When I wrote “The False Prophecies Approach” chapter of my book, I faced a quandary.

The stated objective of the approach is “to show Jehovah’s Witnesses that the Watchtower organization is not the reliable guide it claims to be in that it has made numerous false prophecies.”

The challenge I faced was this: How much evidence should I recommend that you present to the Witnesses? Clearly, one or two examples will probably not be enough. They can always be shrugged off as an aberration or as not representative of Watchtower literature as a whole.

After all, “nobody’s perfect.”

But there’s the opposite problem of overkill which destroys everything we’re trying to accomplish. You don’t want to drive them further into the Watchtower organization by triggering their persecution complex.

In other words, less can sometimes be better.

Accordingly, when I wrote the “False Prophecies Approach” chapter, I limited the focus to three years about which the Watchtower had a great deal to say—1914, 1925, and 1975.

But now I’ve decided to do this blog series in which I provide you with a lot more information which you can present if someone really wants to see it.

Why? Several reasons:

First, some people who are studying with Jehovah’s Witnesses want as much information as they can get before making a commitment. They will let us know when they’ve seen enough.

Second, some active Jehovah’s Witnesses who decide to examine the Watchtower record also want as much information as they can get. They want to make sure they are getting the whole story, not just cherry-picked excerpts chosen by one side or the other.

For example, one ex-Jehovah’s Witness told me she lost sleep staying up night after night reading everything she could find on the subject. She kept going even though she was “appalled” by what she was seeing. Knowing whether or not the Watchtower was God’s organization, as she had been taught, was crucial to the rest of her life, so she was determined to know the full story no matter how bad it turned out to be.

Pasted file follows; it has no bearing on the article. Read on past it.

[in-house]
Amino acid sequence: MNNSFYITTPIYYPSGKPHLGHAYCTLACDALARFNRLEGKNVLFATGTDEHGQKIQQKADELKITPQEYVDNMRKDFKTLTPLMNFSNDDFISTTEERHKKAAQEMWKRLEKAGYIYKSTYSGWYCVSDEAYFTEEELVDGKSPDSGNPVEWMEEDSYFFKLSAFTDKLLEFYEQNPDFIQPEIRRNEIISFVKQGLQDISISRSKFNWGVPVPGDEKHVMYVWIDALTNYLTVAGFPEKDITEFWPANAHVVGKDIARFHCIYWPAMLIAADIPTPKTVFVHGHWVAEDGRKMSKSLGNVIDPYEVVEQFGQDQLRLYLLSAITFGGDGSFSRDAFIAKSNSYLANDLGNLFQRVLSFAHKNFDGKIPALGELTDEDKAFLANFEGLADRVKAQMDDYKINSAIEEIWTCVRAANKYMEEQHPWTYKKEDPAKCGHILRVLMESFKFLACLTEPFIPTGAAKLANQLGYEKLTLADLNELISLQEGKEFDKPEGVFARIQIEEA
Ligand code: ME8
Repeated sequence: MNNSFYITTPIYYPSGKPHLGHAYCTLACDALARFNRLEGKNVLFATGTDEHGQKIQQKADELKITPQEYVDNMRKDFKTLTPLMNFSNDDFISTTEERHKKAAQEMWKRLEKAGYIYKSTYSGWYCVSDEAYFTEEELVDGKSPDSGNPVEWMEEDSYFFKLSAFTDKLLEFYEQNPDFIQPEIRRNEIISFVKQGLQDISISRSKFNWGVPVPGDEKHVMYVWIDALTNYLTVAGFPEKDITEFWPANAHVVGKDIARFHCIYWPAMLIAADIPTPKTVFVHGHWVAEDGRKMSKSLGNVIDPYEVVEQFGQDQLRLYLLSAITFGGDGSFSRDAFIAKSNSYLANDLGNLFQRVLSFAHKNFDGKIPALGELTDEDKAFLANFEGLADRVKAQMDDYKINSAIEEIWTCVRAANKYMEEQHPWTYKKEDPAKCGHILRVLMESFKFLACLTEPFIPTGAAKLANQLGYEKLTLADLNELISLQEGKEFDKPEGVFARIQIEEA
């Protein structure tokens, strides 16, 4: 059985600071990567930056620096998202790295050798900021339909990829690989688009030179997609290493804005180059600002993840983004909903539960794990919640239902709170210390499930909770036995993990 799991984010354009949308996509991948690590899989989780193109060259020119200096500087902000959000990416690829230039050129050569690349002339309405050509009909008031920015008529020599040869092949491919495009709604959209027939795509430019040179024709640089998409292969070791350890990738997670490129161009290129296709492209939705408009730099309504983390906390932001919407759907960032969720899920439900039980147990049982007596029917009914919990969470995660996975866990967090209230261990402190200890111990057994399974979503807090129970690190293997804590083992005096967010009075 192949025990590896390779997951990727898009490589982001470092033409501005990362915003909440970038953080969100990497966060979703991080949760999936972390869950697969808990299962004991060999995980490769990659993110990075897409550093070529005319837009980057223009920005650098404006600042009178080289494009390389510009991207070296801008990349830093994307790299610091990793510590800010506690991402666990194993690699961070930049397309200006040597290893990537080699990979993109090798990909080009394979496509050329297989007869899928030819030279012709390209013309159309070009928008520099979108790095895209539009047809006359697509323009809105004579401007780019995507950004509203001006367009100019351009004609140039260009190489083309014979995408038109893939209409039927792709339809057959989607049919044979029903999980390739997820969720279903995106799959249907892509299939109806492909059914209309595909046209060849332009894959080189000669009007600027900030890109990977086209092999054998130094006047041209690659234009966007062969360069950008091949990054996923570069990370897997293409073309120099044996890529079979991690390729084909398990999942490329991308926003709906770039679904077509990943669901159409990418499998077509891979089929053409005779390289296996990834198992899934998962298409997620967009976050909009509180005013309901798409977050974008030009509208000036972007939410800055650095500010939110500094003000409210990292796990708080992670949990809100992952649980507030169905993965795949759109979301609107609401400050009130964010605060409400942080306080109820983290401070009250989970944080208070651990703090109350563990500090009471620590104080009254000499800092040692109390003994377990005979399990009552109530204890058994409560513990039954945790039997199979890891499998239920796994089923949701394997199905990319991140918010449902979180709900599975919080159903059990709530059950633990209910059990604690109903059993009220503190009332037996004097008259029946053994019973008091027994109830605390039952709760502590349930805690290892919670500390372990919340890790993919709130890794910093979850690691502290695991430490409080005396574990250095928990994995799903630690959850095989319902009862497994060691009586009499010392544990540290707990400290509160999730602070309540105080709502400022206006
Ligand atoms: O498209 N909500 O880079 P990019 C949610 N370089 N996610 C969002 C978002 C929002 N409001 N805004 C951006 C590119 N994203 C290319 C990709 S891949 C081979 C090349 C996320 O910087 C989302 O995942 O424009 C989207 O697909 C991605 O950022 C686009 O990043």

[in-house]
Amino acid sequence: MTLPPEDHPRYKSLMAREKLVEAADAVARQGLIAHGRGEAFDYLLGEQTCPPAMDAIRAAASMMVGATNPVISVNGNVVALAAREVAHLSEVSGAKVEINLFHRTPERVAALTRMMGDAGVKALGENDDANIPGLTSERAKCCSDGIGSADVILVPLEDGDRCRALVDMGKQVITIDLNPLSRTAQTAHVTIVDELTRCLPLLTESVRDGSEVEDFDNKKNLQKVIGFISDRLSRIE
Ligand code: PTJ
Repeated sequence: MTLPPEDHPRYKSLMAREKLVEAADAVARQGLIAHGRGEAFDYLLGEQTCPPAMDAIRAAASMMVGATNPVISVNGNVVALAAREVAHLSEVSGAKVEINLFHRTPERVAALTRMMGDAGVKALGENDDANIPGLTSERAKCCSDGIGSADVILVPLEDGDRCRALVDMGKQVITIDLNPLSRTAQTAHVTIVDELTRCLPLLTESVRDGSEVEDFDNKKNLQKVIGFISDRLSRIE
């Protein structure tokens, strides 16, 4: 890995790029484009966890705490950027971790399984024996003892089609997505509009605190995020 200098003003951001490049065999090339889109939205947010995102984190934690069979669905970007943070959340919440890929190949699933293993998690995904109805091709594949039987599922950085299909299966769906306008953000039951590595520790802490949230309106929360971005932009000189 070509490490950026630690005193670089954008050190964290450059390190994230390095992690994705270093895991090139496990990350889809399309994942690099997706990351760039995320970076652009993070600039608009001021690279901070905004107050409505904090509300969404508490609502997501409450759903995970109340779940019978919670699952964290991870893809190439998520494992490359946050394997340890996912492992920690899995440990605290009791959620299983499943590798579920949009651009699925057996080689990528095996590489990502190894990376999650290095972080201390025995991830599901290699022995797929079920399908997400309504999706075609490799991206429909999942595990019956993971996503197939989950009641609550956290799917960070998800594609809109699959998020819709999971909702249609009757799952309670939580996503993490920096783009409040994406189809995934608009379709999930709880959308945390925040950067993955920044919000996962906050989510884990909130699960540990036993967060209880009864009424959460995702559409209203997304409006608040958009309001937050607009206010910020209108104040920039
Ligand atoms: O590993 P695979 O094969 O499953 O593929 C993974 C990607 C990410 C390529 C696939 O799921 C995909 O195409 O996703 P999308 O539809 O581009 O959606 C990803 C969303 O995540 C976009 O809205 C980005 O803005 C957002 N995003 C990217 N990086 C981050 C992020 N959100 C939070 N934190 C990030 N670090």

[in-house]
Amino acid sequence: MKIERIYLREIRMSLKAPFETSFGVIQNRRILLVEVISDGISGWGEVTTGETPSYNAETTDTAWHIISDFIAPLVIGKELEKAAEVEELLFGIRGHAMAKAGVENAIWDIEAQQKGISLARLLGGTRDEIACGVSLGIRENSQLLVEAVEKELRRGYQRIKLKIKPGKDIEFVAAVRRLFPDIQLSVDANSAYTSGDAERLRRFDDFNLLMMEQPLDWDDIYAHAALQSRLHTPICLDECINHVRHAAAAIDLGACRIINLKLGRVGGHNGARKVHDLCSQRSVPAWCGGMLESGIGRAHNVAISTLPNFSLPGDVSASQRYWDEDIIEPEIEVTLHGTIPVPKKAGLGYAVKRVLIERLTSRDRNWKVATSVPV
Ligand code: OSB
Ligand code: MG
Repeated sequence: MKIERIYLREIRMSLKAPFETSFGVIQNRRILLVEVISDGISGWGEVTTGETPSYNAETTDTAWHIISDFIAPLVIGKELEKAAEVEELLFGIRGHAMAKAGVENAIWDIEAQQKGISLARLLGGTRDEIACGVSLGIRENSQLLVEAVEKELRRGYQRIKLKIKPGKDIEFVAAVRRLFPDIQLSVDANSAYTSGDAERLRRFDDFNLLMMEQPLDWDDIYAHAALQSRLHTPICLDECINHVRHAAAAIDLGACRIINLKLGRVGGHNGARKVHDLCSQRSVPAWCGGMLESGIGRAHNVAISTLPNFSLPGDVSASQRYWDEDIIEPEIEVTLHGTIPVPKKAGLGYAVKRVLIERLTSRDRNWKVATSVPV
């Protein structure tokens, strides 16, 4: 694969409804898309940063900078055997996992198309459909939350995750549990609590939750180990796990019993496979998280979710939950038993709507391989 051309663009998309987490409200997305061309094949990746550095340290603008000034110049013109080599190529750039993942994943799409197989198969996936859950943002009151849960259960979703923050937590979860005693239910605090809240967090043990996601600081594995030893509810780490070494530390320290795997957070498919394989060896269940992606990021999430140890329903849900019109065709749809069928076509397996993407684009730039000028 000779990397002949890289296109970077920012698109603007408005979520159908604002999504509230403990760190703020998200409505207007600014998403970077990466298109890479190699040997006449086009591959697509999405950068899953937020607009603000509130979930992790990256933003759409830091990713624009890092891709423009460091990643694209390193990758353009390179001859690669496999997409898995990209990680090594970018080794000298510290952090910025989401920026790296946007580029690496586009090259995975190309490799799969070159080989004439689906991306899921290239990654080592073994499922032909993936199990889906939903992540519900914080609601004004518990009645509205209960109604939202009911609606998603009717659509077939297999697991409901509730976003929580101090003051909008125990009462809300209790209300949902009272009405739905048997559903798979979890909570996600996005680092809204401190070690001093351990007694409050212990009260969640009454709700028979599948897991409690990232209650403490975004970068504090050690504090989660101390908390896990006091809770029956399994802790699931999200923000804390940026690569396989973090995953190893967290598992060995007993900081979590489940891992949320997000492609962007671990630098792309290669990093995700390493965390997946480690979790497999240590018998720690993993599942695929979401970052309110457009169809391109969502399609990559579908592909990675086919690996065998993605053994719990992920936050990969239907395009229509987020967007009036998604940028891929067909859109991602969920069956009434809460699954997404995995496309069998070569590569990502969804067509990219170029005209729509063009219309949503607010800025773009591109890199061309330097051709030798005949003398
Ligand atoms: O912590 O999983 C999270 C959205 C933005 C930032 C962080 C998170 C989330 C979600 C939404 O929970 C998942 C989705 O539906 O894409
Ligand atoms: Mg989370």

Not all Witnesses could stand to do that, but some do, and we need to be able to help them.

Peter Gregerson, an ex-Jehovah’s Witness who had been an elder for decades and even trained elders, wanted to reinforce his faith by examining what the Watchtower was teaching in 1918-1919. That’s the time frame in which the organization claims Jesus inspected the spiritual food they were dispensing and found them so faithful and wise that he put them in charge of all his people and affairs on earth.

He stated, “In the beginning, I had wanted so much for their claim to be true… I had been led to expect some beautiful quality spiritual food that would mightily impress God and Jesus…”

Instead, he persisted in reading until he was convinced beyond a doubt that the Watchtower’s writings were “an insult to common intelligence and most certainly an insult to God and Jesus Christ…”

At that point, he resigned as a Jehovah’s Witness and left the organization for good.

Third, some people who have already left the Watchtower develop fears that they’ve made a terrible mistake, that they have wavered in faith in the final hour of the last days, thus throwing away a lifetime of faithful service.

This often happens when the fear of the imminence of God’s fiery judgment at Armageddon is triggered by some frightening world events such as the 2001 terrorist attacks, Russian invasion of Ukraine, the Covid-19 pandemic, missile tests by North Korea, or people with impressive credentials predicting a stock market crash or a U.S. / China war within the next couple of years.

They need to see a mountain of evidence that will convince them beyond any doubt that—in the words of Peter Gregerson—”The Watchtower has sold a grand and fraudulent lie… The Watchtower is a giant fraud… Their core claim to be God’s only organization is totally bogus.”

For these reasons, I have decided to do this blog series in which I give you a lot more examples of the false prophecies of the Watchtower since its inception.

Be sensitive to the Holy Spirit and use discernment regarding how much or how little you should share.